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THE YOUNG AND THE MONEYLESS

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So, anyway, once we dealt with the ninjas… By Hannah Wallace I’ve done my part—and my job, as it happens—getting out and about recently: For one, at the end of February I went to the Table’s monthly last-Wednesday “Little Black Dress Party,” wherein women in little black dresses get free wine from 9 to 11. […]

March 26, 2007


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So, anyway, once we dealt with the ninjas…

By Hannah Wallace

I’ve done my part—and my job, as it happens—getting out and about recently: For one, at the end of February I went to the Table’s monthly last-Wednesday “Little Black Dress Party,” wherein women in little black dresses get free wine from 9 to 11. I wore a little black dress, showed up at 8:45 and proceeded to order a $10 mojito. (Because I’m brilliant, that’s why.)

Still, Southside Village, I commend thee. Hillview was packed that night—jammed into the Table and milling about on the sidewalk, even—and the crowd, though an interesting mix of ages, included quite a few of the beautiful, the young—and, apparently, the restless. (It’s Wednesday night, for goodness sake: Don’t you people have work in the morning? Go to bed!)

On Thursdays, Megan the Copy Editor, our 18-year-old intern and I have started an office girls’ night out, gathering after work at Metro or Mickey’s (right across Pineapple from the Sarasota office, near Ringling) or for pizzas at Megan’s or my pad. We even tried Rustic Grill one evening—snarfing down appetizers and drinking suddenly trendy caipirinhas (or, in our purposefully mangled pronunciation, cap-piranhas, or caper-Hannahs), which are basically mojitos without the mint, so…I don’t get what the fuss is about.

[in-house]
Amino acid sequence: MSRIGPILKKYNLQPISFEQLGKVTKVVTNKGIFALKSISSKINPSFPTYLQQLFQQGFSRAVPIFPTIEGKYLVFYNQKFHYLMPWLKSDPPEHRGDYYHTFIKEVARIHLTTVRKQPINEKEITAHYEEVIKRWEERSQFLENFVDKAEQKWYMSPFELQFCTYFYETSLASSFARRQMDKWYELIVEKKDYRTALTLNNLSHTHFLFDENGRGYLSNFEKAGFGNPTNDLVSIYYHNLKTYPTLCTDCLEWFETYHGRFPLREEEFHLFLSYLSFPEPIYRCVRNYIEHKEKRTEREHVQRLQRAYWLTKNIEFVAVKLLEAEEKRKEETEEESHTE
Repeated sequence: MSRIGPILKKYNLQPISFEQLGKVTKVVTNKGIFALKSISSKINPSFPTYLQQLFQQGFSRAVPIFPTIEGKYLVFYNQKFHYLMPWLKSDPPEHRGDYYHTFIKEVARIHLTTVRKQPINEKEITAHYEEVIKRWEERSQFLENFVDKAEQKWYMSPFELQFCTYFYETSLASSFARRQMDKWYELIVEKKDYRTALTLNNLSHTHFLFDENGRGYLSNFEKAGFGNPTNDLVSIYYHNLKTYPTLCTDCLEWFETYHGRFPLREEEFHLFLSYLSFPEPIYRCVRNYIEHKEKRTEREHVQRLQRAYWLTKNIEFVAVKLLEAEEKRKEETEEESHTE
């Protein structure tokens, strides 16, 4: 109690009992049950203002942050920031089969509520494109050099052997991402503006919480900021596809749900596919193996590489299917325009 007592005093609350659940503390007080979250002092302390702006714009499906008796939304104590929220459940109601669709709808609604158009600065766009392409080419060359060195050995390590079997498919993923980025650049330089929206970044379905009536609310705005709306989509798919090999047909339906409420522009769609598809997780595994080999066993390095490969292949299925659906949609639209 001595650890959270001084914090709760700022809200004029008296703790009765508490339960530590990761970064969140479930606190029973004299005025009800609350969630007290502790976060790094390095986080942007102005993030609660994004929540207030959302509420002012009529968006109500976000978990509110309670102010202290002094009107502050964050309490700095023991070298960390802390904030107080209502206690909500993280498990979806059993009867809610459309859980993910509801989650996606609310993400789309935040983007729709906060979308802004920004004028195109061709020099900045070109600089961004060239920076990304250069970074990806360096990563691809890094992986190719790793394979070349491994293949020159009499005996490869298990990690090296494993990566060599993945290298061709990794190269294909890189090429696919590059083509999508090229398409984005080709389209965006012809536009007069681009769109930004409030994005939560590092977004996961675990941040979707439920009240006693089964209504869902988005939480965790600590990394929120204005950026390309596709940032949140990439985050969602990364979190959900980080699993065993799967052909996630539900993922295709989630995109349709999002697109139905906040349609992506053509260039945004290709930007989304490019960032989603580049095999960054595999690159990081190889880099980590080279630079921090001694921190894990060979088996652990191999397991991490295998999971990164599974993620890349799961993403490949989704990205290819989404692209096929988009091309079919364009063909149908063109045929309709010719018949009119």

(And no, we didn’t give our intern booze; she’s too young—even if her boyfriend is older than Megan. Hah.)

I’m down with Rustic Grill’s smolderingly chic environment, but it if I made that place a habit, I’m certain my uncontrollable appetite would force my bank account into the fetal position, weeping inconsolably. Nothing against the Table and Rustic Grill (and countless other venues, I’m sure), but I’m becoming more and more convinced that the Ritz is the only environment that justifies $10 beverages. Then again, I’m profoundly cheap (and I can put back a few).

I’m 27, for Christ’s sake: I’m too young to afford these things—and I’m too old to stay out until 3 a.m. on a damn Wednesday. You kids are killing me!

Yeah, anyway, thank heavens for Thursday-night girls’ night, ‘cause Monday-night girls’ night with Mom and Stage Manager J has been on hiatus for some time now (I’m hoping we’ll get going again as soon as Studio 60 comes back). Ma’s been busy with Pride and Prejudice rehearsals—golly, who would’ve thought a Jane Austen book would make for such a technically complicated play….

But I did spend one Monday evening with Mom at the Asolo Rep season announcement party at Ron and Rita Greenbaum’s jaw-dropping, Gulf-front, north Lido home. The youngest person in the crowd at events like that (I was, after all, filling my father’s spot), I strut around with delusional confidence—just because I have “Wallace” on my name tag, like Asolo contributors are supposed to genuflect or something while I wear jeans and act all casual about my parents’ long standing as, in my mind, Asolo royalty. (Yeah, my name’s Hannah; you can call me Hal. Where’s the bar?) Then I realize nobody cares—about my presence, anyway, whatever my last name—and I melodramatically mourn the devaluing of the Asolo’s past: “Patrons these days, with their musicals and their million-dollar contributions, they’ve got no respect for the history….”

Yeah, I’m just doing my own little one-woman Greek tragedy in my head over here. I’d say I need to get out more, but, um, apparently not. Maybe I need to get out less….

On second thought, I think I can cope with a schizophrenic Greek tragedy now and then. Small price to pay for a few dozen nights on the town.